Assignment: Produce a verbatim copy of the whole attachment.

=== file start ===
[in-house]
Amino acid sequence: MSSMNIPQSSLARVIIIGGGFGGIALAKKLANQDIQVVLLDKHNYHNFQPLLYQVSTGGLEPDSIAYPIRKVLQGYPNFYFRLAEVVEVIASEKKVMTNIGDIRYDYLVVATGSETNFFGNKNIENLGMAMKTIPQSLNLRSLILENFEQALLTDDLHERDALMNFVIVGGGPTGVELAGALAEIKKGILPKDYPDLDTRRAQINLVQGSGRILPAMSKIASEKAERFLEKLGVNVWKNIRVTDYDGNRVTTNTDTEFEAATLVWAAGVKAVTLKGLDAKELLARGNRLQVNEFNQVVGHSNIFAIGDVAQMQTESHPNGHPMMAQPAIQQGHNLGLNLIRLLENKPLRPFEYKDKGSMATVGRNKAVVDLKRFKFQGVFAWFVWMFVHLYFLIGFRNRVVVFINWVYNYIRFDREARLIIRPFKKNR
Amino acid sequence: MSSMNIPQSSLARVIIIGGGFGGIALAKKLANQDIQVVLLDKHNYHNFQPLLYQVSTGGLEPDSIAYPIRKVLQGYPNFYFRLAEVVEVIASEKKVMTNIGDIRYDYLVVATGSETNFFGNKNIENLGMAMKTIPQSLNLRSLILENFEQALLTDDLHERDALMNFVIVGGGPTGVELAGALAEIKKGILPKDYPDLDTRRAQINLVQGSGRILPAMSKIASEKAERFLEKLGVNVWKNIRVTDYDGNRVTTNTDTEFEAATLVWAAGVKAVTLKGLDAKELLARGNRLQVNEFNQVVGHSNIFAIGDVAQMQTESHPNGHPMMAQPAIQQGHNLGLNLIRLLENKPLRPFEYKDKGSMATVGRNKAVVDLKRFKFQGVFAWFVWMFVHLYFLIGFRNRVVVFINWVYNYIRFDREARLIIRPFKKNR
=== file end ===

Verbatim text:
[in-house]
Amino acid sequence: MSSMNIPQSSLARVIIIGGGFGGIALAKKLANQDIQVVLLDKHNYHNFQPLLYQVSTGGLEPDSIAYPIRKVLQGYPNFYFRLAEVVEVIASEKKVMTNIGDIRYDYLVVATGSETNFFGNKNIENLGMAMKTIPQSLNLRSLILENFEQALLTDDLHERDALMNFVIVGGGPTGVELAGALAEIKKGILPKDYPDLDTRRAQINLVQGSGRILPAMSKIASEKAERFLEKLGVNVWKNIRVTDYDGNRVTTNTDTEFEAATLVWAAGVKAVTLKGLDAKELLARGNRLQVNEFNQVVGHSNIFAIGDVAQMQTESHPNGHPMMAQPAIQQGHNLGLNLIRLLENKPLRPFEYKDKGSMATVGRNKAVVDLKRFKFQGVFAWFVWMFVHLYFLIGFRNRVVVFINWVYNYIRFDREARLIIRPFKKNR
Amino acid sequence: MSSMNIPQSSLARVIIIGGGFGGIALAKKLANQDIQVVLLDKHNYHNFQPLLYQVSTGGLEPDSIAYPIRKVLQGYPNFYFRLAEVVEVIASEKKVMTNIGDIRYDYLVVATGSETNFFGNKNIENLGMAMKTIPQSLNLRSLILENFEQALLTDDLHERDALMNFVIVGGGPTGVELAGALAEIKKGILPKDYPDLDTRRAQINLVQGSGRILPAMSKIASEKAERFLEKLGVNVWKNIRVTDYDGNRVTTNTDTEFEAATLVWAAGVKAVTLKGLDAKELLARGNRLQVNEFNQVVGHSNIFAIGDVAQMQTESHPNGHPMMAQPAIQQGHNLGLNLIRLLENKPLRPFEYKDKGSMATVGRNKAVVDLKRFKFQGVFAWFVWMFVHLYFLIGFRNRVVVFINWVYNYIRFDREARLIIRPFKKNR